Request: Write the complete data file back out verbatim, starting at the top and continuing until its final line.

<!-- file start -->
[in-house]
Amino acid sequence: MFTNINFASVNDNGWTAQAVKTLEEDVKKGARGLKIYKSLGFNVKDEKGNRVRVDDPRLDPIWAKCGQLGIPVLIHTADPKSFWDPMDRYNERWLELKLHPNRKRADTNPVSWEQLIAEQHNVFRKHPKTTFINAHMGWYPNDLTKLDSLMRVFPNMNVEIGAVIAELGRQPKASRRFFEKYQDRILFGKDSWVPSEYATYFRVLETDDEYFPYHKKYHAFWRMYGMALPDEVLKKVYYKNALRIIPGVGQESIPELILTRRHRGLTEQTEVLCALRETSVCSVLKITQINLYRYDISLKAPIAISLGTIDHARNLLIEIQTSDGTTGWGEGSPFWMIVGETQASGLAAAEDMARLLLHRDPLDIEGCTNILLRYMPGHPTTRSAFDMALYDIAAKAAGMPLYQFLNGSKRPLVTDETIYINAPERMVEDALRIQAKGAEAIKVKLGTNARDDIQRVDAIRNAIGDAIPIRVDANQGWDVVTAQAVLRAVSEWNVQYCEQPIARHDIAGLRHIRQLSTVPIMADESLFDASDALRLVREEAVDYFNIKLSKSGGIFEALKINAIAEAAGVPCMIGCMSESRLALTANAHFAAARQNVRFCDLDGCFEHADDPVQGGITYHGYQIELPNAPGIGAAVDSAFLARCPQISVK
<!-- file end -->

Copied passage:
[in-house]
Amino acid sequence: MFTNINFASVNDNGWTAQAVKTLEEDVKKGARGLKIYKSLGFNVKDEKGNRVRVDDPRLDPIWAKCGQLGIPVLIHTADPKSFWDPMDRYNERWLELKLHPNRKRADTNPVSWEQLIAEQHNVFRKHPKTTFINAHMGWYPNDLTKLDSLMRVFPNMNVEIGAVIAELGRQPKASRRFFEKYQDRILFGKDSWVPSEYATYFRVLETDDEYFPYHKKYHAFWRMYGMALPDEVLKKVYYKNALRIIPGVGQESIPELILTRRHRGLTEQTEVLCALRETSVCSVLKITQINLYRYDISLKAPIAISLGTIDHARNLLIEIQTSDGTTGWGEGSPFWMIVGETQASGLAAAEDMARLLLHRDPLDIEGCTNILLRYMPGHPTTRSAFDMALYDIAAKAAGMPLYQFLNGSKRPLVTDETIYINAPERMVEDALRIQAKGAEAIKVKLGTNARDDIQRVDAIRNAIGDAIPIRVDANQGWDVVTAQAVLRAVSEWNVQYCEQPIARHDIAGLRHIRQLSTVPIMADESLFDASDALRLVREEAVDYFNIKLSKSGGIFEALKINAIAEAAGVPCMIGCMSESRLALTANAHFAAARQNVRFCDLDGCFEHADDPVQGGITYHGYQIELPNAPGIGAAVDSAFLARCPQISVK